‘My Dinner With Hervé’: Peter Dinklage, Jamie Dornan & Sacha Gervasi on Telling the ‘Fantasy Island’ Star’s Story
Step into a white stretch limo for a crazy drug-and alcohol-fueled ride through 1993 Los Angeles with Hervé Villechaize, best known as Fantasy Island’s Tattoo. The hard-partying 3-foot-11 actor’s final interview, conducted in the backseat with Mail on Sunday magazine reporter Sacha Gervasi, is the inspiration for the new HBO film My Dinner With Hervé.
Over a few nights in late August, the pair cruised Sunset Boulevard, squabbling and getting into mischief masterminded by Villechaize. Less than a week later, Villechaize, then 50, killed himself.
For this tragic but redemptive tale, Game of Thrones’ Peter Dinklage portrays the mercurial Frenchman, who shot to fame in the 1970s. As Tattoo, assistant to the proprietor of a dream-fulfillment resort on ABC’s Island, Villechaize was beloved for crying “De plane! De plane!” as guests arrived. Jamie Dornan (Fifty Shades of Grey) plays Danny Tate, a fictionalized version of Gervasi, who wrote and directed the film.
Gervasi (The Terminal, Hitchcock) was determined to get Villechaize’s history onscreen. “I was his suicide note,” he says. “For whatever reason, he wanted to leave his complete story for a young English journalist. It’s taken a quarter of a century, but I promised I’d tell it.”
Gervasi notes that the film’s theme is “the addiction to the fantasy that something like fame will take away the pain of life.” For Villechaize, that pain started early. Flashbacks show the humiliations he suffered, including rejection by his mother, for looking different. A surrealist painter in 1960s Paris, he later turned to acting for validation. (The stunt he pulls to get noticed in Hollywood is one of many shocking scenes that illustrate Villechaize’s outrageous behavior.)
His big break was as evil henchman Nick Nack in the 1974 James Bond flick The Man With the Golden Gun, where his stature was played for laughs. As Villechaize gained fame on Fantasy Island, he teased costar Ricardo Montalbán (Andy Garcia) about eclipsing him as a fan favorite, threw temper tantrums and fought for equal pay. He also had tumultuous relationships with women — many, many women — although he ultimately found love and stability with girlfriend Kathy Self (The Killing’s Mireille Enos), who stayed with him until he died.
“Hervé certainly had both great joy and great anger,” says Dinklage. The actor championed the project for 14 years and, once it was a go, studied clips of Villechaize to perfect his “very specific raspy tone.” A three-time Emmy winner, Dinklage is himself a global superstar, having played clever dwarf Tyrion Lannister on ratings phenom Game of Thrones since 2011. He’s often said he would never take a role that made a joke of his size, but he doesn’t judge Villechaize for it: “He had more of a sense of humor about it than me.”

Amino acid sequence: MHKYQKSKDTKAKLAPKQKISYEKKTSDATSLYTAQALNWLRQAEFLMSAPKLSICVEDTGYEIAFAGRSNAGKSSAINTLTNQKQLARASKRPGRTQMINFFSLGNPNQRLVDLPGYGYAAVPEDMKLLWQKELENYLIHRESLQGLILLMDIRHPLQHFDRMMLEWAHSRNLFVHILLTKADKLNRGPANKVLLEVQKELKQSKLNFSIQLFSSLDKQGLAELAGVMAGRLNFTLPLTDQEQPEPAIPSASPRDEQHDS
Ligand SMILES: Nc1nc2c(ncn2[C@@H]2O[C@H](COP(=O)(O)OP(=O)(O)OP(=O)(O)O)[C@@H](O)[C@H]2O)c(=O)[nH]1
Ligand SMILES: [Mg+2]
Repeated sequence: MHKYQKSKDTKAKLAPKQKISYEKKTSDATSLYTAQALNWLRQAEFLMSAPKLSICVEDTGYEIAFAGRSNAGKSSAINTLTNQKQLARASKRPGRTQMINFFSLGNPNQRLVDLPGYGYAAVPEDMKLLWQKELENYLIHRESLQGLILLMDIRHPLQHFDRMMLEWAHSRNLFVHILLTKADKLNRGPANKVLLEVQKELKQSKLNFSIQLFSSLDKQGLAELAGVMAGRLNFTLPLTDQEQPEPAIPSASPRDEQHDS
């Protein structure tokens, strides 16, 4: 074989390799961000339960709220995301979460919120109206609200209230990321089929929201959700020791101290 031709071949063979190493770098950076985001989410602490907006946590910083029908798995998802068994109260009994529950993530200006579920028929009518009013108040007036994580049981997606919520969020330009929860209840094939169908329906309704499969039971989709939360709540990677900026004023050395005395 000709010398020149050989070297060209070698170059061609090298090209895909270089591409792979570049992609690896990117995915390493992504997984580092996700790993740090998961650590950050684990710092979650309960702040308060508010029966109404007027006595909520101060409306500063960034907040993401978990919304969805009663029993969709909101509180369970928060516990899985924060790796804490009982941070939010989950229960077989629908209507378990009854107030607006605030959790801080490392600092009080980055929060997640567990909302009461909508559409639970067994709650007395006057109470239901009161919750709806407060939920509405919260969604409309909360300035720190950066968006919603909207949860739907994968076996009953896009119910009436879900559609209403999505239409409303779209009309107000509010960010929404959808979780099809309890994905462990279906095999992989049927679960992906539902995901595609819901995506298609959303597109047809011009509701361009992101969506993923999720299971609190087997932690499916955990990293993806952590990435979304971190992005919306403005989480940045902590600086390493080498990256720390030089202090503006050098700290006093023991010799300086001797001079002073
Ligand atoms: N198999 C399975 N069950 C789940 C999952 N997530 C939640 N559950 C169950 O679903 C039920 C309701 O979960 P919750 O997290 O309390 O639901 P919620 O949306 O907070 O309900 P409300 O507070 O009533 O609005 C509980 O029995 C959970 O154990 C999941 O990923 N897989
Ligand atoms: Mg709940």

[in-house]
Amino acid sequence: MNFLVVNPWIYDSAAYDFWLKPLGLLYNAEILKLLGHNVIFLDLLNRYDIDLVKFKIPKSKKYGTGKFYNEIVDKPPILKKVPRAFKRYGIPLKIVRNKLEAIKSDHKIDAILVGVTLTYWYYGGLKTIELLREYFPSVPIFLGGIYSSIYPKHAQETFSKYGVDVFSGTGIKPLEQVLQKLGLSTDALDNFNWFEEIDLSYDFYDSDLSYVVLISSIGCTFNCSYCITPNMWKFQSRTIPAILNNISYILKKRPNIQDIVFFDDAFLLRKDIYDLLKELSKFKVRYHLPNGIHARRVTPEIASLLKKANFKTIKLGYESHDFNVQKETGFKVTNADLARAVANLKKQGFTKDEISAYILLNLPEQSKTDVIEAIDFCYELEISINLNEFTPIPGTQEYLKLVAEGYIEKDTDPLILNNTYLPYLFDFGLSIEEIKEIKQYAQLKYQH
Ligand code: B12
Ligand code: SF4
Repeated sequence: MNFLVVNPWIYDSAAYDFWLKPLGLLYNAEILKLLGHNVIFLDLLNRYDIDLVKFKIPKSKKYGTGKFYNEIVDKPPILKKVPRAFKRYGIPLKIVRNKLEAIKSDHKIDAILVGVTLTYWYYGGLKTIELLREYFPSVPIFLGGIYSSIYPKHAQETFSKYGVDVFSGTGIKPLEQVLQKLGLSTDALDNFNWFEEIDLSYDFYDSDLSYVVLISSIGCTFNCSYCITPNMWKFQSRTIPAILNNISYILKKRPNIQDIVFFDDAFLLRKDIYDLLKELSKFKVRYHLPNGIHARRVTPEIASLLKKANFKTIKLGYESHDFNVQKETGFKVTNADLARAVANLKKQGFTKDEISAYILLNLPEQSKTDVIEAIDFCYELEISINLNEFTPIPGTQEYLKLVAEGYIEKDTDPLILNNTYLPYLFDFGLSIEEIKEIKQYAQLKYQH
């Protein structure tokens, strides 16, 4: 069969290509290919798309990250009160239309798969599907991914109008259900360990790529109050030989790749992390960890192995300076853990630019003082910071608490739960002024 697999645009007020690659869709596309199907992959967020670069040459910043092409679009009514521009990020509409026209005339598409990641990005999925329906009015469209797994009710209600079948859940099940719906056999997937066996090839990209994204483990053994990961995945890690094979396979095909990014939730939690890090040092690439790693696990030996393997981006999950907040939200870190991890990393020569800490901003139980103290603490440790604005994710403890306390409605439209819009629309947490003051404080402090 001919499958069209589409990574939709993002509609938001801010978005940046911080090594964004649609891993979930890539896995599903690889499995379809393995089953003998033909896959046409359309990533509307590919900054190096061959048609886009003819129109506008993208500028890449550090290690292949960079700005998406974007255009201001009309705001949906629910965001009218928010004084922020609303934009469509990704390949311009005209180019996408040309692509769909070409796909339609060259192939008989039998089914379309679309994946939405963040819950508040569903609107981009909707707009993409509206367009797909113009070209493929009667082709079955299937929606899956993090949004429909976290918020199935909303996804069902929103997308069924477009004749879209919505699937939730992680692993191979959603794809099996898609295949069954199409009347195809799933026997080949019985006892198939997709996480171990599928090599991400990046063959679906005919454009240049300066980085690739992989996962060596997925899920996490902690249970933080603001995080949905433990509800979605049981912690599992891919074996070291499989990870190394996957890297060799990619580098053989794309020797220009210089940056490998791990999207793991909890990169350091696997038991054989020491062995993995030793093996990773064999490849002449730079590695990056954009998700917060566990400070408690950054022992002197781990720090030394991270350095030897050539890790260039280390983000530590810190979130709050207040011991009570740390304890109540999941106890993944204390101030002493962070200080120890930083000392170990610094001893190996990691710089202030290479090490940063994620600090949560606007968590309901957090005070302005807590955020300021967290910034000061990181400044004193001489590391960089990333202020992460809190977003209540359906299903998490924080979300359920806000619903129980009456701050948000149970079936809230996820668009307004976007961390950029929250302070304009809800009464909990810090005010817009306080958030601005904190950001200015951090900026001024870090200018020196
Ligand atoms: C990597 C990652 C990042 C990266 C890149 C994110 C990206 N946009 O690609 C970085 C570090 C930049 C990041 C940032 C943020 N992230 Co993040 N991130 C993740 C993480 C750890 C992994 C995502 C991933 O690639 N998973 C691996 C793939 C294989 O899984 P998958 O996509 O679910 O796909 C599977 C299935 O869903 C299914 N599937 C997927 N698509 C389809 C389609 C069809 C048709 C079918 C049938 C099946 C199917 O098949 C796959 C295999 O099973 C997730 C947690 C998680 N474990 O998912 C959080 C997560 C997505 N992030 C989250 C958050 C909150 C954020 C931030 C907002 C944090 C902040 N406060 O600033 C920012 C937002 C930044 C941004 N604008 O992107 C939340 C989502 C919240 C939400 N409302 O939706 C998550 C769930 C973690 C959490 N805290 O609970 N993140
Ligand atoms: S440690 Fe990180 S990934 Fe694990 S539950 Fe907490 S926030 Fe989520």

Gervasi notes another major distinction between Dinklage and Villechaize. “Hervé got lost in the hollowness of fame. Peter is determined to do the opposite,” the director says. “It’s almost a cautionary tale for him — how not to be a victim of success, to stay grounded.”
Villechaize isn’t the only one battling demons. Journalist Tate, newly sober, is at a crossroads. His drinking led girlfriend Katie (Oona Chaplin) to leave with their child. A relapse would put his job at risk, and he’s angry at being assigned a jokey story about a has-been. “These men bring the best and worst out of each other, which makes the relationship wonderfully conflicted,” Dornan says. “The one-upsmanship and goading [turn into] respect. They end up needing each other.”
So did Dinklage and Dornan. “Those limo scenes were very claustrophobic. It’s fun when you can’t rely on anything except the other actor,” Dinklage says. The pair also shared the surreal experience of visiting key locations, such as L.A.’s Sheraton Universal, where Villechaize was staying when he met Gervasi, and the Arcadia, California, Queen Anne cottage that served as Mr. Roarke’s home on Fantasy Island. “Shooting in the tower where Hervé rang the bell, wearing that white suit, was a bit strange,” Dinklage reflects.
“I’d never played a real person,” he adds. “It’s intimidating, especially [with] somebody as complex as Hervé.” Dinklage appreciated the supportive presence of Self and Villechaize’s brother, Patrick, on set, while Dornan drew on Gervasi as “an epic resource on the emotions and epiphanies of what was happening.”
Gervasi credits Villechaize with altering the course of his career. Back in 1993, the then-reporter was shocked by news of the actor’s death and insisted on writing a serious story rather than the flippant one he’d been assigned. But his editors refused to publish his 5,000-word submission and printed a light, 500-word story instead. Gervasi, furious, left journalism for screenwriting. “This encounter changed my life from dark to light,” Gervasi says. “That was a gift Hervé gave me, and this movie is my gift back to him.”
My Dinner With Hervé, Movie Premiere, Saturday, October 20, 8/7c, HBO